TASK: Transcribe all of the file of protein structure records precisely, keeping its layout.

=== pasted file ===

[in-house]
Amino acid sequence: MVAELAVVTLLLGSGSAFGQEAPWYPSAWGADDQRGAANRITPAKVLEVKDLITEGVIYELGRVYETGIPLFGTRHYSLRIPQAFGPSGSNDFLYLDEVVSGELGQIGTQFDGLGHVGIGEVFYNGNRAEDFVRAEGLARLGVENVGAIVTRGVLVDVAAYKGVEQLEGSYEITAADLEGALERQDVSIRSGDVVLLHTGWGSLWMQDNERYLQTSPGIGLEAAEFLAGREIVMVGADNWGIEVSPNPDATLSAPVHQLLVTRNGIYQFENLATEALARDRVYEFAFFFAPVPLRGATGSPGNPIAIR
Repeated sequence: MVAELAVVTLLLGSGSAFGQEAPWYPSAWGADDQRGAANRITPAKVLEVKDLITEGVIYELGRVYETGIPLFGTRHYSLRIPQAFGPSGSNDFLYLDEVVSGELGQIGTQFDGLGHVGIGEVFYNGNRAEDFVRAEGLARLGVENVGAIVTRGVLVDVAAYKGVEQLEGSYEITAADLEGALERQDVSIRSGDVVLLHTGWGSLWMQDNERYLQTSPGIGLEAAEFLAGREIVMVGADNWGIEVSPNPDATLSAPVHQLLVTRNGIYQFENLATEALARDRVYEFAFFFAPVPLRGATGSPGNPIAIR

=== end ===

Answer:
[in-house]
Amino acid sequence: MVAELAVVTLLLGSGSAFGQEAPWYPSAWGADDQRGAANRITPAKVLEVKDLITEGVIYELGRVYETGIPLFGTRHYSLRIPQAFGPSGSNDFLYLDEVVSGELGQIGTQFDGLGHVGIGEVFYNGNRAEDFVRAEGLARLGVENVGAIVTRGVLVDVAAYKGVEQLEGSYEITAADLEGALERQDVSIRSGDVVLLHTGWGSLWMQDNERYLQTSPGIGLEAAEFLAGREIVMVGADNWGIEVSPNPDATLSAPVHQLLVTRNGIYQFENLATEALARDRVYEFAFFFAPVPLRGATGSPGNPIAIR
Repeated sequence: MVAELAVVTLLLGSGSAFGQEAPWYPSAWGADDQRGAANRITPAKVLEVKDLITEGVIYELGRVYETGIPLFGTRHYSLRIPQAFGPSGSNDFLYLDEVVSGELGQIGTQFDGLGHVGIGEVFYNGNRAEDFVRAEGLARLGVENVGAIVTRGVLVDVAAYKGVEQLEGSYEITAADLEGALERQDVSIRSGDVVLLHTGWGSLWMQDNERYLQTSPGIGLEAAEFLAGREIVMVGADNWGIEVSPNPDATLSAPVHQLLVTRNGIYQFENLATEALARDRVYEFAFFFAPVPLRGATGSPGNPIAIR